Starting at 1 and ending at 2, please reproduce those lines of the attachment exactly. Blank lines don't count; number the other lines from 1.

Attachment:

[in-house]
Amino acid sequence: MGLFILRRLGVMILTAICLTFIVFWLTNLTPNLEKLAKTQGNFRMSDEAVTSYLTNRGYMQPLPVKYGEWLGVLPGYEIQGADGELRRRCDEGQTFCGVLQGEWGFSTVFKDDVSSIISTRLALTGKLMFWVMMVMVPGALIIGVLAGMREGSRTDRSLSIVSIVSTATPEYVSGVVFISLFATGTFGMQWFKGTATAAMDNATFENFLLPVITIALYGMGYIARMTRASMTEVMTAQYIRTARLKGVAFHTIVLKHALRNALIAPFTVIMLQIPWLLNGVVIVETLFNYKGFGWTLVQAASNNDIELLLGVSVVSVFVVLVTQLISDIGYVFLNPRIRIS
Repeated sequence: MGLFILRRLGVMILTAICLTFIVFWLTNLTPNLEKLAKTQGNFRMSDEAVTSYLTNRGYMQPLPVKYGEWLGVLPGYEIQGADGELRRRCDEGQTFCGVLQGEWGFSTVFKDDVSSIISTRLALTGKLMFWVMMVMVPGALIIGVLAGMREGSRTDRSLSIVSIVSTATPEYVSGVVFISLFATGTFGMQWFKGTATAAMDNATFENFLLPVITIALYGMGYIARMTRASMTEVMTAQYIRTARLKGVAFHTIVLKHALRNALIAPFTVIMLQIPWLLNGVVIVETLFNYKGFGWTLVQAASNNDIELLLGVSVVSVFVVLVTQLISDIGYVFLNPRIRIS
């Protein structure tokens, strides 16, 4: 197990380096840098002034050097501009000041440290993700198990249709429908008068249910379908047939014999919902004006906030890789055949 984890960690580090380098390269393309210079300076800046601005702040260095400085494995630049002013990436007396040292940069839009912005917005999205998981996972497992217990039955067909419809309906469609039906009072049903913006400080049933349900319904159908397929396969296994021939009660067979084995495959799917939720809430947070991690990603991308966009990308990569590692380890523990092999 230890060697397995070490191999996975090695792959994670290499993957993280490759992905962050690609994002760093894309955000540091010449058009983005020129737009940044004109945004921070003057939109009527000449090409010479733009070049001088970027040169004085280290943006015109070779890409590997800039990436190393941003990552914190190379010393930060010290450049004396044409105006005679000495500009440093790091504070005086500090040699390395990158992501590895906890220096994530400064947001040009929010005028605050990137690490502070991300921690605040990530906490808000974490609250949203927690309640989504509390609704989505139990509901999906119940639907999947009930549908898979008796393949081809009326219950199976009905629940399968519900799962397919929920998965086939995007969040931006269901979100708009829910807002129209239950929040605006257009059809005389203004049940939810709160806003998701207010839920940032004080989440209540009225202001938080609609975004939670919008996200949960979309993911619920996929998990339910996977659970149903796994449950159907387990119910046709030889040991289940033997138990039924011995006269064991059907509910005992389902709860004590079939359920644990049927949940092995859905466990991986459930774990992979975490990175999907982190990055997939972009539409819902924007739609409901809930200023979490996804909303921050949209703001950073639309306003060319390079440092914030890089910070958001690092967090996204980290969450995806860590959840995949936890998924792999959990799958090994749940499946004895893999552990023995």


[in-house]
Amino acid sequence: MGLFILRRLGVMILTAICLTFIVFWLTNLTPNLEKLAKTQGNFRMSDEAVTSYLTNRGYMQPLPVKYGEWLGVLPGYEIQGADGELRRRCDEGQTFCGVLQGEWGFSTVFKDDVSSIISTRLALTGKLMFWVMMVMVPGALIIGVLAGMREGSRTDRSLSIVSIVSTATPEYVSGVVFISLFATGTFGMQWFKGTATAAMDNATFENFLLPVITIALYGMGYIARMTRASMTEVMTAQYIRTARLKGVAFHTIVLKHALRNALIAPFTVIMLQIPWLLNGVVIVETLFNYKGFGWTLVQAASNNDIELLLGVSVVSVFVVLVTQLISDIGYVFLNPRIRIS